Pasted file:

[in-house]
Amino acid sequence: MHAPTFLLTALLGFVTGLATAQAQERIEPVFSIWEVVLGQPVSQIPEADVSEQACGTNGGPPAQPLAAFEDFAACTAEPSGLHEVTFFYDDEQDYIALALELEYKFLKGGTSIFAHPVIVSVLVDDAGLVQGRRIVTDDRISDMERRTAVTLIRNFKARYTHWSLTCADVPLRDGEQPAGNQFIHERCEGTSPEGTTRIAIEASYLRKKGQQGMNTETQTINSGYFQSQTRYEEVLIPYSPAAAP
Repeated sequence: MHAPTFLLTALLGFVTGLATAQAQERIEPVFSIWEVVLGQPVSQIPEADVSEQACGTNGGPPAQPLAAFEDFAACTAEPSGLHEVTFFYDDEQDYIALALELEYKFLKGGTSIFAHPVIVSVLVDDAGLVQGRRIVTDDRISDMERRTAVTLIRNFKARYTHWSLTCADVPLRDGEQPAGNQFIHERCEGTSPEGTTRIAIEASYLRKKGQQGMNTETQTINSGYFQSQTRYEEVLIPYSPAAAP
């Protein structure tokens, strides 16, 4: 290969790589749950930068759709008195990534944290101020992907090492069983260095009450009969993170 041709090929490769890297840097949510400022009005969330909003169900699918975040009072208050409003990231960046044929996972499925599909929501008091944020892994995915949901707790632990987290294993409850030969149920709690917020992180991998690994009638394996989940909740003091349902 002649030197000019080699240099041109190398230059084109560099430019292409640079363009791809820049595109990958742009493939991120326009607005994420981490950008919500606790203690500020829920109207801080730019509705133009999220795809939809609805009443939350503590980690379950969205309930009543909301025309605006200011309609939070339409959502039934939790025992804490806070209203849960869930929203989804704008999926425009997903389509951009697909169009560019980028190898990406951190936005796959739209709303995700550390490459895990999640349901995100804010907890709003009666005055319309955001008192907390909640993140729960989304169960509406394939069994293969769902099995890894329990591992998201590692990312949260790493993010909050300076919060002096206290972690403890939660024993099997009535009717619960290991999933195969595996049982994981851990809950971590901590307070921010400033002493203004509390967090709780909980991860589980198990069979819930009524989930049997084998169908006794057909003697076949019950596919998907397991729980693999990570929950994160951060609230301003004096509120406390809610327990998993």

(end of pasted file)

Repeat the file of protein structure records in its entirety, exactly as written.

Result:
[in-house]
Amino acid sequence: MHAPTFLLTALLGFVTGLATAQAQERIEPVFSIWEVVLGQPVSQIPEADVSEQACGTNGGPPAQPLAAFEDFAACTAEPSGLHEVTFFYDDEQDYIALALELEYKFLKGGTSIFAHPVIVSVLVDDAGLVQGRRIVTDDRISDMERRTAVTLIRNFKARYTHWSLTCADVPLRDGEQPAGNQFIHERCEGTSPEGTTRIAIEASYLRKKGQQGMNTETQTINSGYFQSQTRYEEVLIPYSPAAAP
Repeated sequence: MHAPTFLLTALLGFVTGLATAQAQERIEPVFSIWEVVLGQPVSQIPEADVSEQACGTNGGPPAQPLAAFEDFAACTAEPSGLHEVTFFYDDEQDYIALALELEYKFLKGGTSIFAHPVIVSVLVDDAGLVQGRRIVTDDRISDMERRTAVTLIRNFKARYTHWSLTCADVPLRDGEQPAGNQFIHERCEGTSPEGTTRIAIEASYLRKKGQQGMNTETQTINSGYFQSQTRYEEVLIPYSPAAAP
């Protein structure tokens, strides 16, 4: 290969790589749950930068759709008195990534944290101020992907090492069983260095009450009969993170 041709090929490769890297840097949510400022009005969330909003169900699918975040009072208050409003990231960046044929996972499925599909929501008091944020892994995915949901707790632990987290294993409850030969149920709690917020992180991998690994009638394996989940909740003091349902 002649030197000019080699240099041109190398230059084109560099430019292409640079363009791809820049595109990958742009493939991120326009607005994420981490950008919500606790203690500020829920109207801080730019509705133009999220795809939809609805009443939350503590980690379950969205309930009543909301025309605006200011309609939070339409959502039934939790025992804490806070209203849960869930929203989804704008999926425009997903389509951009697909169009560019980028190898990406951190936005796959739209709303995700550390490459895990999640349901995100804010907890709003009666005055319309955001008192907390909640993140729960989304169960509406394939069994293969769902099995890894329990591992998201590692990312949260790493993010909050300076919060002096206290972690403890939660024993099997009535009717619960290991999933195969595996049982994981851990809950971590901590307070921010400033002493203004509390967090709780909980991860589980198990069979819930009524989930049997084998169908006794057909003697076949019950596919998907397991729980693999990570929950994160951060609230301003004096509120406390809610327990998993």